Hello, I am Adam Klein, Ph.D. a Licensed Psychologist in the state of Maryland. I did my undergraduate at University of Maryland and received my doctorate in Psychology from United States International University, now part of of California School of Professional Psychology San Diego. But I would like to take a moment to go beyond statements of fact, to explain to you why I do what I do.
My father practiced psychology professionally, he was an innovator and a leader in the field for decades and worked right here in the DC area. He ran the White Oak Psychological Center and was in full-time private practice as a licensed psychologist and a therapist from the time I was born. This laid the foundation of my character and my personal and professional values: I grew up in a family that prioritized relationships and cherished honesty and directness. My parents placed a strong focus on care for our emotional lives. This taught me how to speak my own truth—first to myself and then to others—as a means to taking care of myself, while being mindful of the people around me. My father’s work provided me a role model for my career, but I was not necessarily expected to follow him into the family business; I did this of my own accord, as the subject matter spoke to me from an early age. I also enjoyed the powerful advantage of access to some of the top professionals in the world of psychology to serve as my mentors, supervisors, and colleagues. I understood and appreciated this access early on, and I pursued the knowledge possessed by my father and his colleagues with an energy, eagerness and intensity that would lay the foundation of lasting success.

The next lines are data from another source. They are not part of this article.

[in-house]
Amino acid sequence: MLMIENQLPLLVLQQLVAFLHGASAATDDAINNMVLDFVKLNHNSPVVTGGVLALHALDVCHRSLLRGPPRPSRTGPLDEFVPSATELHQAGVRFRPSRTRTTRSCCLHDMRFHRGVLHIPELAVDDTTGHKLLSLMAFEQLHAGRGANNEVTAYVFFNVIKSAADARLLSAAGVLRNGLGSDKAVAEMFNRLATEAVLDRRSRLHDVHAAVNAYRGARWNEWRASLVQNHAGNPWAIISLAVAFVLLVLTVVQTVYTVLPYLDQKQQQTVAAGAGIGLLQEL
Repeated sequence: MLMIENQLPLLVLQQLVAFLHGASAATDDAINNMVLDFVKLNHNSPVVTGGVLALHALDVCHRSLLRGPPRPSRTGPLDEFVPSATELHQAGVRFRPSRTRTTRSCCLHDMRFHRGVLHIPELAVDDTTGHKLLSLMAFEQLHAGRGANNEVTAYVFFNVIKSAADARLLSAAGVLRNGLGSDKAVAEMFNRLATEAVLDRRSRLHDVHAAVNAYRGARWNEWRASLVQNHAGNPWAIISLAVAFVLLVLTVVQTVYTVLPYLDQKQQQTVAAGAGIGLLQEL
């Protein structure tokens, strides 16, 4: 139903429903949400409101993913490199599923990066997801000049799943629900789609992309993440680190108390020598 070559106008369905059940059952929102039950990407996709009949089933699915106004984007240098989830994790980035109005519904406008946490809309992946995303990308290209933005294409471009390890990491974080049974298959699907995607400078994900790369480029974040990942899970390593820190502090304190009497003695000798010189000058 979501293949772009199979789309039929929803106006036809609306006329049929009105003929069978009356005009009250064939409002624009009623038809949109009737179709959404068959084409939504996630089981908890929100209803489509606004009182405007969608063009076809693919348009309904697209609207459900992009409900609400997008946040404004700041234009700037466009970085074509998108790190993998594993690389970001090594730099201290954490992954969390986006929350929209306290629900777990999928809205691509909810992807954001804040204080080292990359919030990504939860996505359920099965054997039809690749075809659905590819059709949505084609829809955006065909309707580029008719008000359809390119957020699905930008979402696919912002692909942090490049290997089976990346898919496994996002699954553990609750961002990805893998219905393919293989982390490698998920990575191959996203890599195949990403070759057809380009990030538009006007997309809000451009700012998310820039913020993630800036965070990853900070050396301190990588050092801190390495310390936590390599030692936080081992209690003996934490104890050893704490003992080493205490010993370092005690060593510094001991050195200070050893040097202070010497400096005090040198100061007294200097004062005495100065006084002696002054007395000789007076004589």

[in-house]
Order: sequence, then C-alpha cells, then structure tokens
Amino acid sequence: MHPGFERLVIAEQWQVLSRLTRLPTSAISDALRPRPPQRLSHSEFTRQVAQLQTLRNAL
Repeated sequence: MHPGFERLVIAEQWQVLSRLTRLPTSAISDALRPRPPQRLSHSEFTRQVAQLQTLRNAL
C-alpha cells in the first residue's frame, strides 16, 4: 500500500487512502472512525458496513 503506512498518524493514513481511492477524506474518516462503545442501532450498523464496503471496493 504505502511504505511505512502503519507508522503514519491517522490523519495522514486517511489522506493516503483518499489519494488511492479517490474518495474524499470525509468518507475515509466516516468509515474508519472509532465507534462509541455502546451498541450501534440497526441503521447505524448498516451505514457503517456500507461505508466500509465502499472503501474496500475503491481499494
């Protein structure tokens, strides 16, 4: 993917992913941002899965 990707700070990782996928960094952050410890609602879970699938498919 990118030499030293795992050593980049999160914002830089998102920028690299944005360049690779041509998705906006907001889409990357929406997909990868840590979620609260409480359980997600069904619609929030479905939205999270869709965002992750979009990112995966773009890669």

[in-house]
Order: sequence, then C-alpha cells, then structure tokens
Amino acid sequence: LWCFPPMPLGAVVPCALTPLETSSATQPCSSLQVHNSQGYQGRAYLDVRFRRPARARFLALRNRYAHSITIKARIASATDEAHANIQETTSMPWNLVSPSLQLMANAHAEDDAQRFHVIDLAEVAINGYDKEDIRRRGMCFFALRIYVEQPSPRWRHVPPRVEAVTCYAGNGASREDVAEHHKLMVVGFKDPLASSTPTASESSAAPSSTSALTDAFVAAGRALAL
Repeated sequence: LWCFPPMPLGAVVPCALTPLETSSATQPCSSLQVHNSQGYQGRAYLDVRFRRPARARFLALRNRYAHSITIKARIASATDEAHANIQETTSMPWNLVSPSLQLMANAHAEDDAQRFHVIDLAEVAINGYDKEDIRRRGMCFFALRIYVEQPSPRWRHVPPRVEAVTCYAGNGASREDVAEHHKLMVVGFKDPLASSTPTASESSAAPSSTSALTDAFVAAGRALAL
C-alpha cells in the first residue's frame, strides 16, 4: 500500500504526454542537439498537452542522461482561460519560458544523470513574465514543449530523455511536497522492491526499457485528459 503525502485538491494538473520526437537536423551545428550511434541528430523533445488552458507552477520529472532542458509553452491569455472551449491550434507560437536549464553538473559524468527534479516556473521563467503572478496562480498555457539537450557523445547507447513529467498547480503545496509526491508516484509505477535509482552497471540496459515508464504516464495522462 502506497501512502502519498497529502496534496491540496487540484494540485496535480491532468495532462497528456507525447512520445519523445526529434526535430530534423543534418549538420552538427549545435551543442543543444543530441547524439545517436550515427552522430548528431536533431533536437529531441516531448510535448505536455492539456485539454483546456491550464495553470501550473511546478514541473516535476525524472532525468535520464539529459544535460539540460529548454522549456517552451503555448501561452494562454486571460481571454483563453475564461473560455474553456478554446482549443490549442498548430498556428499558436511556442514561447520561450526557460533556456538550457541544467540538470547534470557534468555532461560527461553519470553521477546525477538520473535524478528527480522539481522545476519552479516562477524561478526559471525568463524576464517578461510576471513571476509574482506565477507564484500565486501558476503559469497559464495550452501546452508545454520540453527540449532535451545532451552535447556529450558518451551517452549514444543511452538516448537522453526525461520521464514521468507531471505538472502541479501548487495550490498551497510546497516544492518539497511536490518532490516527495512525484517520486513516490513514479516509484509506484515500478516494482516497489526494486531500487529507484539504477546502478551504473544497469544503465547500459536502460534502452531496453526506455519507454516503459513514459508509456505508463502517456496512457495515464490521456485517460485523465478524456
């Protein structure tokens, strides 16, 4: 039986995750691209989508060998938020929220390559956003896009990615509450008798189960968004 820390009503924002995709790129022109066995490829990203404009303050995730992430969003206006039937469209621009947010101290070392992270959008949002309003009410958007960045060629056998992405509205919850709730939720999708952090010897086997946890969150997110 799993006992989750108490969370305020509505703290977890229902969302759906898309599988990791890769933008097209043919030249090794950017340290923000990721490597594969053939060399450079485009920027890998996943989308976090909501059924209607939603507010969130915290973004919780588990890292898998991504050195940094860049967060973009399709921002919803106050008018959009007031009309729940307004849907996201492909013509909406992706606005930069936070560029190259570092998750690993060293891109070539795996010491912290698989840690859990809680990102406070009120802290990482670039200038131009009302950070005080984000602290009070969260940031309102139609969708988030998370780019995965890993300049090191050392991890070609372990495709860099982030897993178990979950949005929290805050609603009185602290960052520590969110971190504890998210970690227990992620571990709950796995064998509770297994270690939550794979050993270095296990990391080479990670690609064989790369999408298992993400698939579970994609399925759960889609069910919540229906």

As I was completing graduate school and working toward licensure I began to coach soccer professionally. I fell in love with this venture. I came to a crossroads as to which career would better suit me. Both professional choices, for me, were primarily about being involved with others in a caring, responsive, life-affirming way to help people better their lives.
In the end I decided to become a Licensed Psychologist, in large part because I had envisioned a creative process that would push me to deepen myself with each and every professional encounter. Psychotherapy is first and foremost an opportunity for people to deepen their capacity to create relationships, first with themselves and then with others, in ways that can become a wellspring of creative life and love forever.
So much of the work I do as a therapist involves the generations that have come before us—I promote a willingness on the part of my clients to invest in deepening their understanding of themselves, who they are, what they want and need, how to ask for that, how to grieve what was lost. In this they can then offer so many unforeseen dimensions of life to others as a legacy for future generations. To have been born into and then to have created my own professional practice where I am challenged each and every day to stretch myself, to go for more, to live and love more fully is the truest—though not always immediately obvious—reward of doing this work.